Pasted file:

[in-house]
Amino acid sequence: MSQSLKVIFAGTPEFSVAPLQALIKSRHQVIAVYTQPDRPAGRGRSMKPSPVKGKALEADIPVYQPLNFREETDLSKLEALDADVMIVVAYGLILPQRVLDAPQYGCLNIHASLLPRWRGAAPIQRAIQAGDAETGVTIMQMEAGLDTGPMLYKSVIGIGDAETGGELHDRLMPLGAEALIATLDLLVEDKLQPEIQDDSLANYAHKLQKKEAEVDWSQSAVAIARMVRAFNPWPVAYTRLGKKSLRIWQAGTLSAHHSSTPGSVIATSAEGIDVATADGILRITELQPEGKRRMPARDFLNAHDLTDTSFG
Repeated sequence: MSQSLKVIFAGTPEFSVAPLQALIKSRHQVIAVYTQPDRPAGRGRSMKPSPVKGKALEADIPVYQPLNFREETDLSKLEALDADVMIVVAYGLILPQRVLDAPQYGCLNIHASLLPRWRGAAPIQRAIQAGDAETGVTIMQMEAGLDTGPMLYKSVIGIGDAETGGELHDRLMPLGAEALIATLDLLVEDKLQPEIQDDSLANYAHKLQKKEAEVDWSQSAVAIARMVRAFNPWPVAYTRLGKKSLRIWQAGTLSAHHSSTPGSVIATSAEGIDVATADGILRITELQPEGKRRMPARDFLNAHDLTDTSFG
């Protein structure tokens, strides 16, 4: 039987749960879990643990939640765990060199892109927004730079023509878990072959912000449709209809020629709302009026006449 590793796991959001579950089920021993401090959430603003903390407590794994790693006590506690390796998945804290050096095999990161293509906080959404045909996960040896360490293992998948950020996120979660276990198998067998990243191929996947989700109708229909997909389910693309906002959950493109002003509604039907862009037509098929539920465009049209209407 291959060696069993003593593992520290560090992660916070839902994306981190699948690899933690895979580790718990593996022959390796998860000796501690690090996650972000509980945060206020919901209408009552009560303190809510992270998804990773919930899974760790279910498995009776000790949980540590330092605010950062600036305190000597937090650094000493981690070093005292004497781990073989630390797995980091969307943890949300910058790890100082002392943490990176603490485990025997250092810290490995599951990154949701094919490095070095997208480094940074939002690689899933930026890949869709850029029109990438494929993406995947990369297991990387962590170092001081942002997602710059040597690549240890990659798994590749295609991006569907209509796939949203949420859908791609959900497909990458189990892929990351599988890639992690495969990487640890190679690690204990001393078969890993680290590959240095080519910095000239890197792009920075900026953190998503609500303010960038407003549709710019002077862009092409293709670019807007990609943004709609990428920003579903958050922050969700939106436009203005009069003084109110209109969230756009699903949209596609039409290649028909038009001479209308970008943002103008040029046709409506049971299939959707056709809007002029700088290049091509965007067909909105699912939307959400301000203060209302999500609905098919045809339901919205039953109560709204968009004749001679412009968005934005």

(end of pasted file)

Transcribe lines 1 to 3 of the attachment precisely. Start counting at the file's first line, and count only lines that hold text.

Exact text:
[in-house]
Amino acid sequence: MSQSLKVIFAGTPEFSVAPLQALIKSRHQVIAVYTQPDRPAGRGRSMKPSPVKGKALEADIPVYQPLNFREETDLSKLEALDADVMIVVAYGLILPQRVLDAPQYGCLNIHASLLPRWRGAAPIQRAIQAGDAETGVTIMQMEAGLDTGPMLYKSVIGIGDAETGGELHDRLMPLGAEALIATLDLLVEDKLQPEIQDDSLANYAHKLQKKEAEVDWSQSAVAIARMVRAFNPWPVAYTRLGKKSLRIWQAGTLSAHHSSTPGSVIATSAEGIDVATADGILRITELQPEGKRRMPARDFLNAHDLTDTSFG
Repeated sequence: MSQSLKVIFAGTPEFSVAPLQALIKSRHQVIAVYTQPDRPAGRGRSMKPSPVKGKALEADIPVYQPLNFREETDLSKLEALDADVMIVVAYGLILPQRVLDAPQYGCLNIHASLLPRWRGAAPIQRAIQAGDAETGVTIMQMEAGLDTGPMLYKSVIGIGDAETGGELHDRLMPLGAEALIATLDLLVEDKLQPEIQDDSLANYAHKLQKKEAEVDWSQSAVAIARMVRAFNPWPVAYTRLGKKSLRIWQAGTLSAHHSSTPGSVIATSAEGIDVATADGILRITELQPEGKRRMPARDFLNAHDLTDTSFG